Mythology is the study of myth and the body of myths of a particular culture. It is a cultural phenomenon that can be approached from a number of different viewpoints. In general, myth describes and portrays the origin of the basic elements and assumptions of a culture. For example, how the world began, how humans and animals were created, how certain customs, gestures and forms of human activities originated. Almost all cultures possess or possessed and lived in terms of myth.
Myths differ from fairy tales in that they refer to a time that is different from ordinary. The time sequence of myth is extraordinary, a time before the world came into being. Since myths refer to an extraordinary time, place, gods and other supernatural beings, they have been seen as aspects of religion. However, the inclusive nature of myth can show many aspects of individual and cultural life.
Myth has presented a problem of meaning and interpretation from the beginnings of Western culture. A history of controversy has gathered both the value and the status of mythology. Myth, History and Reason in the Greek heritage of the west has always been in tension with reason or logos, which symbolized the analytic mode of coming up at a true account of reality. Greek philosophers such as Xenophanes, Plato and Aristotle, exalted reason and made sarcastic criticisms of myth as a proper way of knowing reality.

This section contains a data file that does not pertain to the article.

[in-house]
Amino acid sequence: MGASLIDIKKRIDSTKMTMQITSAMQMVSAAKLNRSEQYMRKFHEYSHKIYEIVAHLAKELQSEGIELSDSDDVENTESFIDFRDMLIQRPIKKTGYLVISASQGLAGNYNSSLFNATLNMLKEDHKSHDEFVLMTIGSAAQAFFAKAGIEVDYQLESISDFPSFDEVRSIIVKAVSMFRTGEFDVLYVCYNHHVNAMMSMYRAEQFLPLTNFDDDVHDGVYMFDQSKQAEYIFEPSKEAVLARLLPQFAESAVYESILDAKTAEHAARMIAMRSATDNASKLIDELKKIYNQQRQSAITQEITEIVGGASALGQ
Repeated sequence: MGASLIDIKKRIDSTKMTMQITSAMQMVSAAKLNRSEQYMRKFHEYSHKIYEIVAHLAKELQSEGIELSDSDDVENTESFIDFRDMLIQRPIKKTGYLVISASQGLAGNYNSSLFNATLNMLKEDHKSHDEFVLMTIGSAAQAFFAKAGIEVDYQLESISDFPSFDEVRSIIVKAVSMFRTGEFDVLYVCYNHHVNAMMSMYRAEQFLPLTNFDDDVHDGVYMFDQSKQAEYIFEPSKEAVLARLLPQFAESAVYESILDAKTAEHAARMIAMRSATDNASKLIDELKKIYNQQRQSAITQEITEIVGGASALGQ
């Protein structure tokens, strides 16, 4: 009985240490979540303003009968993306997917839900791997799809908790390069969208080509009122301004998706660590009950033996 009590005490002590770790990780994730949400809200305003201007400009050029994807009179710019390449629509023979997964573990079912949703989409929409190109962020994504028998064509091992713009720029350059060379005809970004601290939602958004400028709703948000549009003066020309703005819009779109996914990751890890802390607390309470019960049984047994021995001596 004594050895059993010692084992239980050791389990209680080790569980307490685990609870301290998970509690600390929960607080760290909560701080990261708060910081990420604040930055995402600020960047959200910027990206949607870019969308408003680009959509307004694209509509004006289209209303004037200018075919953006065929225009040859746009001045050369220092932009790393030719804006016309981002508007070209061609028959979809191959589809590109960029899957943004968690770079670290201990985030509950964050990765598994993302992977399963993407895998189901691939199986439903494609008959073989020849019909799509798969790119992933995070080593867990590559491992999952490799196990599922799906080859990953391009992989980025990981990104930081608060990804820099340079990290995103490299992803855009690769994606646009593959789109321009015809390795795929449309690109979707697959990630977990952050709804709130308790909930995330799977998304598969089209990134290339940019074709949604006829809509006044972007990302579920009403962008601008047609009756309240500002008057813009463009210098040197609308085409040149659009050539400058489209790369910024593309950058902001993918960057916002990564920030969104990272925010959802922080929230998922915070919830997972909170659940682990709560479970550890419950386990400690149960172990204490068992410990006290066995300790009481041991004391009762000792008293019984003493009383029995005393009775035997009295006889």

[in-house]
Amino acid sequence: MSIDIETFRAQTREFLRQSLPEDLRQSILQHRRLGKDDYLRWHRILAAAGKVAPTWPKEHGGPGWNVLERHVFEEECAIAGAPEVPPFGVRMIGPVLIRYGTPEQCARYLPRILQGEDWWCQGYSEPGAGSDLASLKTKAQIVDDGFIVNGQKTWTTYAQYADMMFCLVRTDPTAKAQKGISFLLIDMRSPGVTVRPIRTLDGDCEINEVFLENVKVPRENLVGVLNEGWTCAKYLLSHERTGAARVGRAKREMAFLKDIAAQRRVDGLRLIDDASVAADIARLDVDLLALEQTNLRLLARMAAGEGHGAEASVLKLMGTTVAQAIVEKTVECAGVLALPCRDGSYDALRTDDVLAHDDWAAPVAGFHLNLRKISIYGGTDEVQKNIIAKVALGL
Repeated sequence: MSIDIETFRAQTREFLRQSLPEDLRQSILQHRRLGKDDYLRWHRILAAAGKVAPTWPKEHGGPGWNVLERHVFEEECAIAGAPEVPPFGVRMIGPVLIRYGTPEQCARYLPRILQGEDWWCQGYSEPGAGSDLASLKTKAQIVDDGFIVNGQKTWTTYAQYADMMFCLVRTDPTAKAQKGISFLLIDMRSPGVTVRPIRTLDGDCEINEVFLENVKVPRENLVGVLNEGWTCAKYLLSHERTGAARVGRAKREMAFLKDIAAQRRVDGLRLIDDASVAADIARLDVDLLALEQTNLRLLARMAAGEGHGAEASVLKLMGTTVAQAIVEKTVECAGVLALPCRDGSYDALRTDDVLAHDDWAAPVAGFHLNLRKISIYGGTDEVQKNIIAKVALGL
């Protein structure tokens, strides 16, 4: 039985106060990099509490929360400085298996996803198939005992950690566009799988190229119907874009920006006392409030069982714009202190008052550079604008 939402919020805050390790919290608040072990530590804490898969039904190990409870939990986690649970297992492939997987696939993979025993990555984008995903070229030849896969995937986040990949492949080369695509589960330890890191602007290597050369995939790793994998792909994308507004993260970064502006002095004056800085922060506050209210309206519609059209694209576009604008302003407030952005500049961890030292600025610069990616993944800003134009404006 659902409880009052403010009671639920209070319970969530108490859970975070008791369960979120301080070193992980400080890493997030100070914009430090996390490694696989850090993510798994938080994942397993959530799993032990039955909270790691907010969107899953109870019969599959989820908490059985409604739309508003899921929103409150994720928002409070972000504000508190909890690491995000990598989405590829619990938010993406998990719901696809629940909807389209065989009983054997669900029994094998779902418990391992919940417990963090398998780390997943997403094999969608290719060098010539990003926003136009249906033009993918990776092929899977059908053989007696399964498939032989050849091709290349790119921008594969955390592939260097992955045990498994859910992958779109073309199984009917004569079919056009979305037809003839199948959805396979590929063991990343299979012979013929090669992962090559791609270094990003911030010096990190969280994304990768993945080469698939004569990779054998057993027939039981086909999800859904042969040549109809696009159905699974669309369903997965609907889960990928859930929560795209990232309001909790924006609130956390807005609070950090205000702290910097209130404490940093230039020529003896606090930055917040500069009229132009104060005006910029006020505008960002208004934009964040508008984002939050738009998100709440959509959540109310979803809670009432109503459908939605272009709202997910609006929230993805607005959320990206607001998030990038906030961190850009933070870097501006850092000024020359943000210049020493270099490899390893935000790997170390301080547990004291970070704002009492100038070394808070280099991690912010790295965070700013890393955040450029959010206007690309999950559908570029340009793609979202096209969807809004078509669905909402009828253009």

Although essential, the distinctions between reason and myth were never quite absolute. Aristotle concluded that in some of the early Greek creation myths, logos and mythos overlapped. Plato used myths as metaphors and also literary devices in developing an argument.
Greek religion and mythology are supernatural beliefs and ritual observances of the ancient Greeks, mostly related to a diffuse and a contradictory body of stories and legends. The most notable features of this religion were many gods having different personalities having human form and feeling. The absence of any...